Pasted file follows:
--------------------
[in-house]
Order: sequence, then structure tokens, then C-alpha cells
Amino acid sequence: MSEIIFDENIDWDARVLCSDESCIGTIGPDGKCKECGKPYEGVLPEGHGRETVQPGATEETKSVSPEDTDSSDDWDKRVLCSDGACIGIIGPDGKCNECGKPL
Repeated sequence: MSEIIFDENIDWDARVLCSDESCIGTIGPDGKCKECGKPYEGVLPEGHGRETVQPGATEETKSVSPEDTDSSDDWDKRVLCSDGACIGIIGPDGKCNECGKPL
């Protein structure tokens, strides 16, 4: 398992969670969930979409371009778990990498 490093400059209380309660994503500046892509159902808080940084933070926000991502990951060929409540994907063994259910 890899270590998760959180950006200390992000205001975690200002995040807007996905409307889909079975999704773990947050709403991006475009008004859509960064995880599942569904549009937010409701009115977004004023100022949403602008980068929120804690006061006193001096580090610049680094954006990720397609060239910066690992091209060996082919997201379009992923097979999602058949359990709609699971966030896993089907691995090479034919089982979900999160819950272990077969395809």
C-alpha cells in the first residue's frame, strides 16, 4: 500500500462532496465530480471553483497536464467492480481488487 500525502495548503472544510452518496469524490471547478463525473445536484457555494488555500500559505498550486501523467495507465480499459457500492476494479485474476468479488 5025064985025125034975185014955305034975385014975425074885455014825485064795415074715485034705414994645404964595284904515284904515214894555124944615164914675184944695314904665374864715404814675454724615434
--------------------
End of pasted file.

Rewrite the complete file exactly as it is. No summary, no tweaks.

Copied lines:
[in-house]
Order: sequence, then structure tokens, then C-alpha cells
Amino acid sequence: MSEIIFDENIDWDARVLCSDESCIGTIGPDGKCKECGKPYEGVLPEGHGRETVQPGATEETKSVSPEDTDSSDDWDKRVLCSDGACIGIIGPDGKCNECGKPL
Repeated sequence: MSEIIFDENIDWDARVLCSDESCIGTIGPDGKCKECGKPYEGVLPEGHGRETVQPGATEETKSVSPEDTDSSDDWDKRVLCSDGACIGIIGPDGKCNECGKPL
């Protein structure tokens, strides 16, 4: 398992969670969930979409371009778990990498 490093400059209380309660994503500046892509159902808080940084933070926000991502990951060929409540994907063994259910 890899270590998760959180950006200390992000205001975690200002995040807007996905409307889909079975999704773990947050709403991006475009008004859509960064995880599942569904549009937010409701009115977004004023100022949403602008980068929120804690006061006193001096580090610049680094954006990720397609060239910066690992091209060996082919997201379009992923097979999602058949359990709609699971966030896993089907691995090479034919089982979900999160819950272990077969395809």
C-alpha cells in the first residue's frame, strides 16, 4: 500500500462532496465530480471553483497536464467492480481488487 500525502495548503472544510452518496469524490471547478463525473445536484457555494488555500500559505498550486501523467495507465480499459457500492476494479485474476468479488 5025064985025125034975185014955305034975385014975425074885455014825485064795415074715485034705414994645404964595284904515284904515214894555124944615164914675184944695314904665374864715404814675454724615434